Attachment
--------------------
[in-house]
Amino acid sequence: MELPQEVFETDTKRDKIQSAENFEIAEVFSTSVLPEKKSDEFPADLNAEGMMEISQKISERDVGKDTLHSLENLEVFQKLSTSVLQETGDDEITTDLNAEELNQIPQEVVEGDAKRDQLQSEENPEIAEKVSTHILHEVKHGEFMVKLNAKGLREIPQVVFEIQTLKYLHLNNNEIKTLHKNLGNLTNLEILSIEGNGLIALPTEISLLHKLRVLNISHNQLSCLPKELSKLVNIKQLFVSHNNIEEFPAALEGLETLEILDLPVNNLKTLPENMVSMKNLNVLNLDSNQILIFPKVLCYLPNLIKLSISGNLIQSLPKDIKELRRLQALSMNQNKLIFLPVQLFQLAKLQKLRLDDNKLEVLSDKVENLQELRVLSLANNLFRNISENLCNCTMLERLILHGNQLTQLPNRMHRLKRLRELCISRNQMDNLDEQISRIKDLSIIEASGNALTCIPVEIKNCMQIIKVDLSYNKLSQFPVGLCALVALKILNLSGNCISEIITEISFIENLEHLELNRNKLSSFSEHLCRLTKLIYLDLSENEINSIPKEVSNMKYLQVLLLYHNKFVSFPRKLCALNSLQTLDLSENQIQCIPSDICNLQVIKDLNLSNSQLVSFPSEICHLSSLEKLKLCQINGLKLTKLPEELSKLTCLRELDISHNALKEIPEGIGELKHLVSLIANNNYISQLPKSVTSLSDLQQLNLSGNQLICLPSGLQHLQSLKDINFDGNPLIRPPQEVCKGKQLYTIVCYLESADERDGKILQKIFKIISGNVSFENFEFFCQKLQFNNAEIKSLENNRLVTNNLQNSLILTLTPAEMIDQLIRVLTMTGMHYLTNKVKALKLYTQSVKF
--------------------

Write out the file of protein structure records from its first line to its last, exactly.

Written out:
[in-house]
Amino acid sequence: MELPQEVFETDTKRDKIQSAENFEIAEVFSTSVLPEKKSDEFPADLNAEGMMEISQKISERDVGKDTLHSLENLEVFQKLSTSVLQETGDDEITTDLNAEELNQIPQEVVEGDAKRDQLQSEENPEIAEKVSTHILHEVKHGEFMVKLNAKGLREIPQVVFEIQTLKYLHLNNNEIKTLHKNLGNLTNLEILSIEGNGLIALPTEISLLHKLRVLNISHNQLSCLPKELSKLVNIKQLFVSHNNIEEFPAALEGLETLEILDLPVNNLKTLPENMVSMKNLNVLNLDSNQILIFPKVLCYLPNLIKLSISGNLIQSLPKDIKELRRLQALSMNQNKLIFLPVQLFQLAKLQKLRLDDNKLEVLSDKVENLQELRVLSLANNLFRNISENLCNCTMLERLILHGNQLTQLPNRMHRLKRLRELCISRNQMDNLDEQISRIKDLSIIEASGNALTCIPVEIKNCMQIIKVDLSYNKLSQFPVGLCALVALKILNLSGNCISEIITEISFIENLEHLELNRNKLSSFSEHLCRLTKLIYLDLSENEINSIPKEVSNMKYLQVLLLYHNKFVSFPRKLCALNSLQTLDLSENQIQCIPSDICNLQVIKDLNLSNSQLVSFPSEICHLSSLEKLKLCQINGLKLTKLPEELSKLTCLRELDISHNALKEIPEGIGELKHLVSLIANNNYISQLPKSVTSLSDLQQLNLSGNQLICLPSGLQHLQSLKDINFDGNPLIRPPQEVCKGKQLYTIVCYLESADERDGKILQKIFKIISGNVSFENFEFFCQKLQFNNAEIKSLENNRLVTNNLQNSLILTLTPAEMIDQLIRVLTMTGMHYLTNKVKALKLYTQSVKF